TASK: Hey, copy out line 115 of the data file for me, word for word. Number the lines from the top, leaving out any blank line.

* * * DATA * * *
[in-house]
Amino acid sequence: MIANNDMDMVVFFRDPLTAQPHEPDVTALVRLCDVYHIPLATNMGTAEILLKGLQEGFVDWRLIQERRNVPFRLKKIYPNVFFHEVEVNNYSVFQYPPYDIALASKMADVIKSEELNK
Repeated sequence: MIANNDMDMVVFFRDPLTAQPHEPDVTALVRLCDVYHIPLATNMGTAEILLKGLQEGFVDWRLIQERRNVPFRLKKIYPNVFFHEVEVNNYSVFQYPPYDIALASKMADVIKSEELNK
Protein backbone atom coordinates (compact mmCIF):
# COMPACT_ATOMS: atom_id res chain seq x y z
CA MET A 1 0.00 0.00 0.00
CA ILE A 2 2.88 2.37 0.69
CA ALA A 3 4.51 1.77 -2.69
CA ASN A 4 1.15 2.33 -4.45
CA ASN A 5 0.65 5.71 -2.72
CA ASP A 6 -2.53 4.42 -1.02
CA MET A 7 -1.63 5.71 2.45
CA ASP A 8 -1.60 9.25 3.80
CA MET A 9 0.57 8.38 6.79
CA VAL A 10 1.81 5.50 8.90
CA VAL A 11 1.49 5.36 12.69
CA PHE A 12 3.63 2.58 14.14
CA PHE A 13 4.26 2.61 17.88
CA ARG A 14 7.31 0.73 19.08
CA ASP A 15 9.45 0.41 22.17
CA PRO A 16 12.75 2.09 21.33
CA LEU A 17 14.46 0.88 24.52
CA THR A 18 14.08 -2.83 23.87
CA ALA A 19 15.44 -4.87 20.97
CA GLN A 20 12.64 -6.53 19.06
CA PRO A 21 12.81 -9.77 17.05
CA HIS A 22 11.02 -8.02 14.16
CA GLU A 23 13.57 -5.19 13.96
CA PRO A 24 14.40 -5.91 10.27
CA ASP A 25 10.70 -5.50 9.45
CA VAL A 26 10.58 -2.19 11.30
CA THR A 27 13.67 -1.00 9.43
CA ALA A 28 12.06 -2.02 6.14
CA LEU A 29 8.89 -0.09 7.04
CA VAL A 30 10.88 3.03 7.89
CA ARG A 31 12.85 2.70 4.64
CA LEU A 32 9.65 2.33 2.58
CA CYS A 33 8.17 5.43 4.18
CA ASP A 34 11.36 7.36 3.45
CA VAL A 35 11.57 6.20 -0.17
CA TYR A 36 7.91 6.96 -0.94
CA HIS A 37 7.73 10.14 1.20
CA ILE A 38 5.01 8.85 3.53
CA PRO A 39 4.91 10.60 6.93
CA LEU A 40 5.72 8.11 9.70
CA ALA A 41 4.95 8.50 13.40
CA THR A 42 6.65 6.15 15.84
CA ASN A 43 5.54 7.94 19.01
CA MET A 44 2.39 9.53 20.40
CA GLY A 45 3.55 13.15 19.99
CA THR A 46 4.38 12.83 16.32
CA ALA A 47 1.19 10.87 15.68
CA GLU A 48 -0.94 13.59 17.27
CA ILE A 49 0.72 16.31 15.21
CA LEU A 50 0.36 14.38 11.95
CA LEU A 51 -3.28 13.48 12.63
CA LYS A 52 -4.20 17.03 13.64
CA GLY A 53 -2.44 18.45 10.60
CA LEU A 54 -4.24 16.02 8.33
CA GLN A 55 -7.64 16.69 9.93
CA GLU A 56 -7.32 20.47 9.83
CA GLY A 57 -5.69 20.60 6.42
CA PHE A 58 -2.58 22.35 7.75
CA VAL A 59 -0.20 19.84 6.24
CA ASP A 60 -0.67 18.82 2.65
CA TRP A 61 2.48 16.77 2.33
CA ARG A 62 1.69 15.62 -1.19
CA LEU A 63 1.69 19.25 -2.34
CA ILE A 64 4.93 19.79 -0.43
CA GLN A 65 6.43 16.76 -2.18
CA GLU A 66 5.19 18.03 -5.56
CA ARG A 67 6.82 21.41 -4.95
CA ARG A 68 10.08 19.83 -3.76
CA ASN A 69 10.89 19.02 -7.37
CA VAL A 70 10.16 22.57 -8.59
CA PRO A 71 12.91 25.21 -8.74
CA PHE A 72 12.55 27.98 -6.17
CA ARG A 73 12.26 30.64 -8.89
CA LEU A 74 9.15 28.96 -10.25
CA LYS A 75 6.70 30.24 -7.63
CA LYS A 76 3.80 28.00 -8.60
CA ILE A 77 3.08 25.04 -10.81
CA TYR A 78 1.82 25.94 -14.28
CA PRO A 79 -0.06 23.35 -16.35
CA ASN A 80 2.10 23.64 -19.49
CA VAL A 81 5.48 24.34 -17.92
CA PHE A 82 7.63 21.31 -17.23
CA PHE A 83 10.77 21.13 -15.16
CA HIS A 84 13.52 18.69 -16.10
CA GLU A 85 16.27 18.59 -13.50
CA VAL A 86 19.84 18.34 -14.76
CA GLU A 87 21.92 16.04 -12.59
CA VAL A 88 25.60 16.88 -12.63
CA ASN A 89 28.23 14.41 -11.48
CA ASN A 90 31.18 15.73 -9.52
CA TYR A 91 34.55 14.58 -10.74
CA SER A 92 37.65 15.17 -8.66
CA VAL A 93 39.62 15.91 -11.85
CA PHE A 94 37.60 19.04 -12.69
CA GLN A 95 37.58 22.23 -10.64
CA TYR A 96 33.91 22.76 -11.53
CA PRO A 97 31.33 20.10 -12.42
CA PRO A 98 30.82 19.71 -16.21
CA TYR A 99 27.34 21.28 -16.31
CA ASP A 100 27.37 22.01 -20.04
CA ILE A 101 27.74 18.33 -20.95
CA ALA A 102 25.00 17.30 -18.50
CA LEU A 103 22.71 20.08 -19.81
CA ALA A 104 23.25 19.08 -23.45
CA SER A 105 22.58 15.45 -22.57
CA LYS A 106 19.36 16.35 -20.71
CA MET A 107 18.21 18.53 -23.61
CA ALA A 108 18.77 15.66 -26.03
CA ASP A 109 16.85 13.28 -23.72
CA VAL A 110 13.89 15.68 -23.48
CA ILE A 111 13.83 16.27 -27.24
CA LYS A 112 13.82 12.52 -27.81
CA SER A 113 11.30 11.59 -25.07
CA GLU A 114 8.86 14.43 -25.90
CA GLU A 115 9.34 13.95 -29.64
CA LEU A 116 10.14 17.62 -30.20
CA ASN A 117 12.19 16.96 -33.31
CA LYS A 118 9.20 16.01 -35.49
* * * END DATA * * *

CA VAL A 110 13.89 15.68 -23.48